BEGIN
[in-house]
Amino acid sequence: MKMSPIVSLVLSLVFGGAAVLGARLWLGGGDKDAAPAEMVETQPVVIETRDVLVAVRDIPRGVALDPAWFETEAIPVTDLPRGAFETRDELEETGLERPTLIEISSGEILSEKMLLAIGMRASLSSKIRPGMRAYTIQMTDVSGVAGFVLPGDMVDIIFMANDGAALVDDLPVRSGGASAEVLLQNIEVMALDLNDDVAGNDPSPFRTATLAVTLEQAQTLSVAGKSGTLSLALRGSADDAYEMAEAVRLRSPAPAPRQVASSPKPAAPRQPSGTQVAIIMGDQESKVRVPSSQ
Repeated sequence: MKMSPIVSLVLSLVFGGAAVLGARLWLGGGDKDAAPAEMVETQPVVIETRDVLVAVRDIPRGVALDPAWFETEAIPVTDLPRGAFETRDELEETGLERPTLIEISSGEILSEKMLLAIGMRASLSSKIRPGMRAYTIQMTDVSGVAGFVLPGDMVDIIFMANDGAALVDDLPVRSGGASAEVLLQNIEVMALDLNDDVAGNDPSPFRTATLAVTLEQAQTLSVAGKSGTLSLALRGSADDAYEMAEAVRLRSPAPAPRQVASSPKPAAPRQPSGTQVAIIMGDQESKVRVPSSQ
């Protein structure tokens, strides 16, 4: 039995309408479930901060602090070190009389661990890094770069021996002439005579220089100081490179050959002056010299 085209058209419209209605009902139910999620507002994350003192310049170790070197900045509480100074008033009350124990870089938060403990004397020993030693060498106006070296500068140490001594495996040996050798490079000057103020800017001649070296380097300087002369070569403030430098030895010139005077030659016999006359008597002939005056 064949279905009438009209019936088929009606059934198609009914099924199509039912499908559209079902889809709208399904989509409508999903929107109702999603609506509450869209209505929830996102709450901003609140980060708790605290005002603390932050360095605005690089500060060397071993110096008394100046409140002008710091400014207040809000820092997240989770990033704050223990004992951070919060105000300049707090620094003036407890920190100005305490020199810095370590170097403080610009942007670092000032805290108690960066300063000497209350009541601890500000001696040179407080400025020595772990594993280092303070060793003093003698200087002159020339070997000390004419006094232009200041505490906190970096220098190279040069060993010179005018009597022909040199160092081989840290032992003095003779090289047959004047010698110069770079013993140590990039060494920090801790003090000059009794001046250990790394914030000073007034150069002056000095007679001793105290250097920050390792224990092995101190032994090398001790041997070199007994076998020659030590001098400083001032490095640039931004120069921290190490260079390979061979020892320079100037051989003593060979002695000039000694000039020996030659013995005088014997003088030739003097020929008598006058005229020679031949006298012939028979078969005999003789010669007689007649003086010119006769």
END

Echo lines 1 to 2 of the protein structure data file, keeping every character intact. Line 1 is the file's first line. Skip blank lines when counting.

[in-house]
Amino acid sequence: MKMSPIVSLVLSLVFGGAAVLGARLWLGGGDKDAAPAEMVETQPVVIETRDVLVAVRDIPRGVALDPAWFETEAIPVTDLPRGAFETRDELEETGLERPTLIEISSGEILSEKMLLAIGMRASLSSKIRPGMRAYTIQMTDVSGVAGFVLPGDMVDIIFMANDGAALVDDLPVRSGGASAEVLLQNIEVMALDLNDDVAGNDPSPFRTATLAVTLEQAQTLSVAGKSGTLSLALRGSADDAYEMAEAVRLRSPAPAPRQVASSPKPAAPRQPSGTQVAIIMGDQESKVRVPSSQ